Loehle and Scafetta Bart
steven mosher says:
July 25, 2011 at 8:35 pm
“Now, enthusiasts have a standard counter to that argument, namly that their cycles are real, but ‘intermittent’ [i.e. come and go].”
hehe like gremlins
Willis Eschenbach says:
July 25, 2011 at 10:03 pm
You can easily find such cycles in a variety of chaotic systems, like say the stock market. The problem is that the cycles come and go. When you look at chaotic systems, you’ll often find what look like cycles. But the problem is, they don’t last. You may find a period with say a sixty and a twenty year cycle, but then the twenty year cycle fades out and is replaced by a thirty-five year cycle. Or the sixty year cycle simply narrows over time and becomes a fifty year cycle.
You guys do not understand stochastic systems. This is precisely how a system of lightly damped modes of a system described by partial differential equations with random input behaves. Precisely. This is how the real world works. I see it every single god**ed day analyzing structural resonances. Cycles come and go. For a given time period, they can look similar to a steady state oscillation, but eventually, they are randomly amplitude and frequency modulated.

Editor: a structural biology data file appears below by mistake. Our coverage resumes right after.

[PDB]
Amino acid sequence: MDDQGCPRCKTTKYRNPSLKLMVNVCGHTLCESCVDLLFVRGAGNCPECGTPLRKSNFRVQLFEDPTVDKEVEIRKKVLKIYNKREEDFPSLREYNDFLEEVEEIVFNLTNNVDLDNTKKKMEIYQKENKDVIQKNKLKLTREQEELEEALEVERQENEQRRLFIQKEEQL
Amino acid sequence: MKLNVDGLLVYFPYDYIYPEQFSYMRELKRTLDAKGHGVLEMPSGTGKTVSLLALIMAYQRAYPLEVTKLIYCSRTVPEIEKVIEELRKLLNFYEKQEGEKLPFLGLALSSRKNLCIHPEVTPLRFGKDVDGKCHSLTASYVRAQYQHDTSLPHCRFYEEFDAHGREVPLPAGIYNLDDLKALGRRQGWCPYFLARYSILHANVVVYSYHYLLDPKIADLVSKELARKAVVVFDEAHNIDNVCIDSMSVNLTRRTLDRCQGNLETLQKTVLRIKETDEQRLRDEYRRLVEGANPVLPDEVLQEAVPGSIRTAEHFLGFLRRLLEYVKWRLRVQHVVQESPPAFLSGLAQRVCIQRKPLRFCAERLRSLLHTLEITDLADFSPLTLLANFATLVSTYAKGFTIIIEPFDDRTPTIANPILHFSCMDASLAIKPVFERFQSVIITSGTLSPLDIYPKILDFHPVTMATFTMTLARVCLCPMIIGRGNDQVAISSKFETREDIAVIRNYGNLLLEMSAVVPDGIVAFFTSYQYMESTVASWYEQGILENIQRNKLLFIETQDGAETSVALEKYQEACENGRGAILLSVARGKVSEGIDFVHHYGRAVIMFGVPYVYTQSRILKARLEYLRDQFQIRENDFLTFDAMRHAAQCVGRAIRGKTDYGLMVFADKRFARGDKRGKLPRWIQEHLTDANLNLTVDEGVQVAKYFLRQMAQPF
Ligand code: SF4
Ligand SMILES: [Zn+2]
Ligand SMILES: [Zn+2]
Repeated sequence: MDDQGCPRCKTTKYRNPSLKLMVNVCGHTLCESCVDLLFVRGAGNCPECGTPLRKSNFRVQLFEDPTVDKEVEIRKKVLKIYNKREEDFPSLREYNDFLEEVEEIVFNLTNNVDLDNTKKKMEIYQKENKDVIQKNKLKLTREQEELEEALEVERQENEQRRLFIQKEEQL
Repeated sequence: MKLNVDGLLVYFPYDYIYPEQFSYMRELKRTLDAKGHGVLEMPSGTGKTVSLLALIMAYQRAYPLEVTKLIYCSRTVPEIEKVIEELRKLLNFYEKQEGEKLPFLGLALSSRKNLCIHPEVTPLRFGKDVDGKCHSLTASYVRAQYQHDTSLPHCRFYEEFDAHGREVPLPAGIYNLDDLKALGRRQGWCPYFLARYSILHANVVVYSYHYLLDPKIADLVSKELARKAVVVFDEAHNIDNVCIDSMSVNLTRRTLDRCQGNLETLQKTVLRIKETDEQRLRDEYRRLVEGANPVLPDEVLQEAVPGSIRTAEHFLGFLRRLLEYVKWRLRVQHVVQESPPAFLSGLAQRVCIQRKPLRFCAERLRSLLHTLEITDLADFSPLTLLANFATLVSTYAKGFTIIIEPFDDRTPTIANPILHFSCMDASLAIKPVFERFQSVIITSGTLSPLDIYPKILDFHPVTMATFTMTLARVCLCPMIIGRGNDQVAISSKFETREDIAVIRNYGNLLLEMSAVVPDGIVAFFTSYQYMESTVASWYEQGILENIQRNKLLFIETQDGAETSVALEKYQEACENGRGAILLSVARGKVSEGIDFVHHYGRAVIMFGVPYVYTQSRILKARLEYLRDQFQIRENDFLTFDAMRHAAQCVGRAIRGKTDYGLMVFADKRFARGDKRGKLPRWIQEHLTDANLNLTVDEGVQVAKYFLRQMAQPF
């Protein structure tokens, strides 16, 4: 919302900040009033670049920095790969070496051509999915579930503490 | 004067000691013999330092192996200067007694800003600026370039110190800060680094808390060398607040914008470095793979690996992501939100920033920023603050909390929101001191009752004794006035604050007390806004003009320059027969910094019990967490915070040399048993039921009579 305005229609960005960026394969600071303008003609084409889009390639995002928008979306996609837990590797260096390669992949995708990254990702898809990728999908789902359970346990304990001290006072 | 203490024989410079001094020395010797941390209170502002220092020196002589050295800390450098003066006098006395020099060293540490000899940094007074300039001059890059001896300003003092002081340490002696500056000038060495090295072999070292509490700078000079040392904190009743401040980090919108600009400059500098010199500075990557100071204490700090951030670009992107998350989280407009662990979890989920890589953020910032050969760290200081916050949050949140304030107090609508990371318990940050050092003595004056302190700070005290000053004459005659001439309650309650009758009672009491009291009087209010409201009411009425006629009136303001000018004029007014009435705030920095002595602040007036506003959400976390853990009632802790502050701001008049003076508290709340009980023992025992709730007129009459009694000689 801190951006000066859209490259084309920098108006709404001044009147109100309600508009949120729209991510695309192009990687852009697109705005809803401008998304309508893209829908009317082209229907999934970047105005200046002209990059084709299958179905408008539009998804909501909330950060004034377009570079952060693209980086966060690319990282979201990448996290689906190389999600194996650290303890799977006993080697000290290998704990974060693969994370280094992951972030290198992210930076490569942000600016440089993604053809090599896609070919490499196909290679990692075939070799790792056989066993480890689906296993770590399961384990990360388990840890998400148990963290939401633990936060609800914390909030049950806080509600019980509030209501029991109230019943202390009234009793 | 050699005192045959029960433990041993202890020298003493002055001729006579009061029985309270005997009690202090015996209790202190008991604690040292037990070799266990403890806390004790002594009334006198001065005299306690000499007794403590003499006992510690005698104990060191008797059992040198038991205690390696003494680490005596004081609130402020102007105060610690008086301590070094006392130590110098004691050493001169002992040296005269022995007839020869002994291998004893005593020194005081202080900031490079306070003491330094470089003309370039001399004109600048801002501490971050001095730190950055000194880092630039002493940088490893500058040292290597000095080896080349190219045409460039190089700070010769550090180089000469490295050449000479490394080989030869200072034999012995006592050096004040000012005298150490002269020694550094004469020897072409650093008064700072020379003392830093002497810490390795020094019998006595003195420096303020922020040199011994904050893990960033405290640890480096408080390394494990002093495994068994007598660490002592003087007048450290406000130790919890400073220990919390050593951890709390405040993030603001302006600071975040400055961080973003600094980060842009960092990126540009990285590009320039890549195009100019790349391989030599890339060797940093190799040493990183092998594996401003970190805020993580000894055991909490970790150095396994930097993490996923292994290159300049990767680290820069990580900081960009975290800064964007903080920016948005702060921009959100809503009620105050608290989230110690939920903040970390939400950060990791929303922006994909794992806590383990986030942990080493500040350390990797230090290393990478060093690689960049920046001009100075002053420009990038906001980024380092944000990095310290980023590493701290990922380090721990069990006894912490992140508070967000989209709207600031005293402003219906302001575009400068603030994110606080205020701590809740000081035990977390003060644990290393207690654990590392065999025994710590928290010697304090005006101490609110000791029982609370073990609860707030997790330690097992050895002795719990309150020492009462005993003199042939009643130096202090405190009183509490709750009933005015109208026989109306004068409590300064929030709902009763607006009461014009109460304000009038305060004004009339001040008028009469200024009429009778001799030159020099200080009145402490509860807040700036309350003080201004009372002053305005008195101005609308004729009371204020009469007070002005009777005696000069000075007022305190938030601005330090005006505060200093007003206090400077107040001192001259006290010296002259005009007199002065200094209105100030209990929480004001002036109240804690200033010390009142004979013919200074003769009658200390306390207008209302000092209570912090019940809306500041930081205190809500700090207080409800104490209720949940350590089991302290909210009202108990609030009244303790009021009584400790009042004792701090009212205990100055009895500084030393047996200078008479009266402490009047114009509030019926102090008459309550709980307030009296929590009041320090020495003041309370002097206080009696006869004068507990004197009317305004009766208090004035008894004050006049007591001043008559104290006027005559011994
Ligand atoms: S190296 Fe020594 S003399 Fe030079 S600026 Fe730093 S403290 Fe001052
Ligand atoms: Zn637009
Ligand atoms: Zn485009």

It is wholly unremarkable, standard workaday, cut and dried, basic, elementary stuff. If I had any hair left, I would be tearing it out over all this foolishness. In a room of my peers, there would be no question about it, just affirming nods and sympathetic murmurs. I tried explaining it to Leif once, but he does not understand it and does not want to understand it. You probably won’t either, but I’m telling you what is, regardless of how you receive it.
The example I gave to Leif is the Sun spot cycle. As I showed here, the Sun spot cycle is dominated by two processes with resonances corresponding to periods of roughly 20 and 23.6 years. A simple two-mode system can be used to model the process, as shown here. The resonances are driven by random inputs which, for all practical purposes, can be modeled as white noise. When I simulate this system, I get results which qualitatively look very similar in character to the actual Sun spot data, as here, and here.
As you can see, the cycles grow and fade over time. This is what real world systems do. If I had the time, I could formulate a Kalman Filter which I would prime with the historical data, and I could then project optimal estimates and associated uncertainty bounds for the process forward (or backward) in time. But, I do not have the time. I am busy doing important things which actually have application in the real world – besides which, like primitive people who cannot be made to believe that there is no Rain God, I’d likely only get grief for my efforts to enlighten (like I got from Leif). But, it just kills me to see neophytes to the world of stochastic systems analysis make such a hash of things, laughing up their sleeves at things they do not understand, when it is so simple, and has been known for decades, and is done every day in scientific and technical trades the world over.